Here again, your skills in game must be acted out. Having a persona with skills in haggling will not help you con another player out of his goods; you would have to actually talk him into it. On the other hand, if your character has haggling as a skill, you will be able to claim that he has plenty of goods to trade at a fine profit.

Some skills, such as lockpicking or magic using, do effect action during game play. If the skill effects game play, there will be guidelines to follow for the outcome of actions. If there isn't a specific rule, you simply work it out in game with the other players. Unlike other R.P.G. systems, in B.T.L. you do not advance your character by gaining "experience points". Your character develops through actual game experiences. You don't need to "go up levels" to accomplish your goals. You can start out with whatever skills and talents you want. If your persona is a mage and wants to learn new spells, find a way to learn them in game. Join the Mages Guild, become an apprentice, search out spell books in obscure shops. If you want to learn an appraisal skill or lock picking skill that you didn't start out with, find a way to learn it in game. Your rate of advancement is based on the number of game sessions you participate in. Once you have stated your goal to the storytellers, they will let you know how long reaching that goal will take. This is where your background talents and skills come into play. Finding ways to achieve your personal goals is part of the challenge of the game. You are your character; you need to use your wits and skills to succeed in this alternative reality.

We have rules for combat situations that may arise. If you want to participate in boffer weapon fighting, follow the rules. We want everyone to have fun. If you don't want to be involved with weapons, don't play a fighter.

Our Storytellers will be hard at work, coming up with challenges for the players. The more we know about your persona, the better we'll be able to make the game modules fit your goals.

O.K. Now we'll talk about skills and aptitudes.

Aptitudes & Skills

Here's the technical part, or as technical as it gets anyhow. For those of you used to crunching numbers this will be a shock, there are no numbers!!!

All character skills are rated on levels of Novice, Apprentice, Journeyman and Master. A rating above Master indicates Legendary status and characters with Legendary status in any skill must be retired (they become NPCs). You may pick one primary and two secondary Aptitudes. An aptitude is something you are inherently good at. It can be whatever you want. These will determine how far your expertise can advance in a given skill. You can advance to apprentice in any skill. You can advance to journeyman in skills that fall under your secondary Aptitudes and to master only in skills that fall under your primary Aptitude. This doesn't mean you must be that skilled, only that you can be.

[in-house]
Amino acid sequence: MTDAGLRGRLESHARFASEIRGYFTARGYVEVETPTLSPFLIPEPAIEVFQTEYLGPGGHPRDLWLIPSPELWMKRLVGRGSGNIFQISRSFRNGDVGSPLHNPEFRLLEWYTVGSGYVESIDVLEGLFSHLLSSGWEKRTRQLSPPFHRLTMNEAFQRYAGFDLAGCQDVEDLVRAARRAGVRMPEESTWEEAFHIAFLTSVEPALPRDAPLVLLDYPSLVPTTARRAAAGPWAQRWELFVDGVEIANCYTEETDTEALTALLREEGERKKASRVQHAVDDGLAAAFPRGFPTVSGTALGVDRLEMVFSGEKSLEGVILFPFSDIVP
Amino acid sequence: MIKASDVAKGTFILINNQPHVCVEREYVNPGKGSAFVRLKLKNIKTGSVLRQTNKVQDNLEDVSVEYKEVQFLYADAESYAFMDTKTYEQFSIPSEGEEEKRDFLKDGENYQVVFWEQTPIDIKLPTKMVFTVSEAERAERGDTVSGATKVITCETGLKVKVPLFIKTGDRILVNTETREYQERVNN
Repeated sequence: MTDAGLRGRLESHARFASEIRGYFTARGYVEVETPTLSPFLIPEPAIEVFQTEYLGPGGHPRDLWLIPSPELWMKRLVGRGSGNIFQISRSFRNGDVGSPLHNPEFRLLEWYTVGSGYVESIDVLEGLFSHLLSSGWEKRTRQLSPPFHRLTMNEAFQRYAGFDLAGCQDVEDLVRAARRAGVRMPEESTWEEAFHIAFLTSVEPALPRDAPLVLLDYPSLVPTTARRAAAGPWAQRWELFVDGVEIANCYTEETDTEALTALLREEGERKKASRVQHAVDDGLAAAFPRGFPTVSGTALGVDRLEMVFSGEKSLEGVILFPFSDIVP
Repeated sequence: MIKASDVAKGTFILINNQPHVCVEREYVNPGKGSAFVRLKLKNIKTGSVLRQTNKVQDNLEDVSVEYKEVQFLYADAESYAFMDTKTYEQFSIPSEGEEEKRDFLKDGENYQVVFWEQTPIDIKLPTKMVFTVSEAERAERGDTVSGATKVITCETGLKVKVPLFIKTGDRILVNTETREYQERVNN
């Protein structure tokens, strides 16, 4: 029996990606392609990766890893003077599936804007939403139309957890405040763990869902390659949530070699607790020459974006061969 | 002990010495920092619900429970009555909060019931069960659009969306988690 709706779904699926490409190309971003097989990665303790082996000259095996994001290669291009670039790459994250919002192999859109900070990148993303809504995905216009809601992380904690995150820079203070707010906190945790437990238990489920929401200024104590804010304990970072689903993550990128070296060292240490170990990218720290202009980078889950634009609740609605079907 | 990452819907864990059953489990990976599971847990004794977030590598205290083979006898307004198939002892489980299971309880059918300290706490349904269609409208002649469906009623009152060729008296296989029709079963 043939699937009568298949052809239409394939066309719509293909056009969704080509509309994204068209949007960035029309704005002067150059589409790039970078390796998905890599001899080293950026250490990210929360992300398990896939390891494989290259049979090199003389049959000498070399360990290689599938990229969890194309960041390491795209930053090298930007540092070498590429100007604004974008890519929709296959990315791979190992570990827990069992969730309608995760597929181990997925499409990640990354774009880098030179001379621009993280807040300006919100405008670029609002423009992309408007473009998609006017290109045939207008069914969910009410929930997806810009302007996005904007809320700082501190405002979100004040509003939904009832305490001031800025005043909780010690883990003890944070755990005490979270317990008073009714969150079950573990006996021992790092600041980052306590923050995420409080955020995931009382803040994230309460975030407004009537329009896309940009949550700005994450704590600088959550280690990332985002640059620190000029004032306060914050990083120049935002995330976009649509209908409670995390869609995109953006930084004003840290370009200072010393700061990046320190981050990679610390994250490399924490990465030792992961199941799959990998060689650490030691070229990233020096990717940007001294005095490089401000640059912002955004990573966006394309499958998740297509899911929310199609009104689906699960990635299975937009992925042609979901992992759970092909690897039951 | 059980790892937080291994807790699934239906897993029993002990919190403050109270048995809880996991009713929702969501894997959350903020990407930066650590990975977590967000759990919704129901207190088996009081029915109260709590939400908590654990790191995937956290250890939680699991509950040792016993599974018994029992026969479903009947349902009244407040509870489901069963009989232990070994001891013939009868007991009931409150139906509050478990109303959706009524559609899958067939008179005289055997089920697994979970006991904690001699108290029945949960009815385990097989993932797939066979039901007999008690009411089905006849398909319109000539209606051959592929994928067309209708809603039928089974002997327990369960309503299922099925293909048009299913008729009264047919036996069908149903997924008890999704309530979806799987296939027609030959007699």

Here are some sample Aptitudes categories and some applicable Skills that could fall in each:

Aptitudes are in bold face type and the applicable skills follow.

Martial: Just what it sounds like; tactics, specific weapons (every weapon is a different skill), hand-to-hand fighting, etc.

Fine Arts: Again, like it sounds; painting, composing, sculpture, playing musical instruments (like weapons, every instrument is different).

Crafts: These are those skills most people use to earn a living; smithing of all sorts, weaving, hunting, sailing, leatherwork, etc. and so on.

Underworld: Ahh, these are the skills used by those who don't want to earn a living; pickpocketing, begging, burglary, gaming, etc.

Arcane: These are scholarly skills; reading, writing (no, if he doesn't know how as a skill your character cannot read+write, but most humans in this world have a basic education), scribing, history, law, languages other than your native tongue.

Finance: These are the skills a successful merc hant would be expected to possess; haggling, appraising, investment, money matters in general.

Social: flirting, leadership, manipulation, etc.

Magic: These skills are more fully outlined in the Magics of Ereth section, for here, if you want to be a spell-caster you need them. They are the most complex of the character creation rules, and so, have a special section devoted to them.

But wait!, you whine, I don't see the skill I wanted here. Well, figure out what category it would fall in and take it. If you're having trouble, ask a Pooh-Bah. This list is only a rough outline to give you an idea where things might fall.

Oh, O.K., so what skill levels do I get to start with, and how many do I get?

Here is where I say, "Remember when I told you to write your character history?" Good, go back to it, what does your character know how to do? Answer: Those are your skills. As many as you feel your character, as you have presented him/her would have.

Your skill levels depend on which Aptitudes you chose. If a skill falls under your primary Aptitude, you can have that skill up to and including master level. If the skill falls under your secondary Aptitudes, you can have that skill up to journeyman level. If you have no aptitude for the skill, you can only have the apprentice level for that skill. See- pretty simple.

We do expect you to have reasonable expectations for your character. It is unlikely that you would be a rich Ogre merchant who is also a master thief and a master swordsman, who just happens to be a seamstress and a dancer, who has a store of arcane knowledge on elves and is capable of concocting deadly potions and can speak with animals in their own tongue. Maybe you could explain all this in your character history, but we might suggest a few modifications.

"But it's okay if I start as a master swordsman?"

Sure is, as long as you give the Pooh-Bahs a background story that explains HOW you became a master swordsman. That's it- be who you want to be.

Now, back to those of you who want to play a magic user. You'll find a spell list in the Magic section of this book. It will continue to grow, I'm sure, as all the new spells you create are added. Use what we have, or come up with your own ideas -but remember, your ideas do have to get past the Storytellers. We can't let you have that much power. You'd only abuse it, you know you would.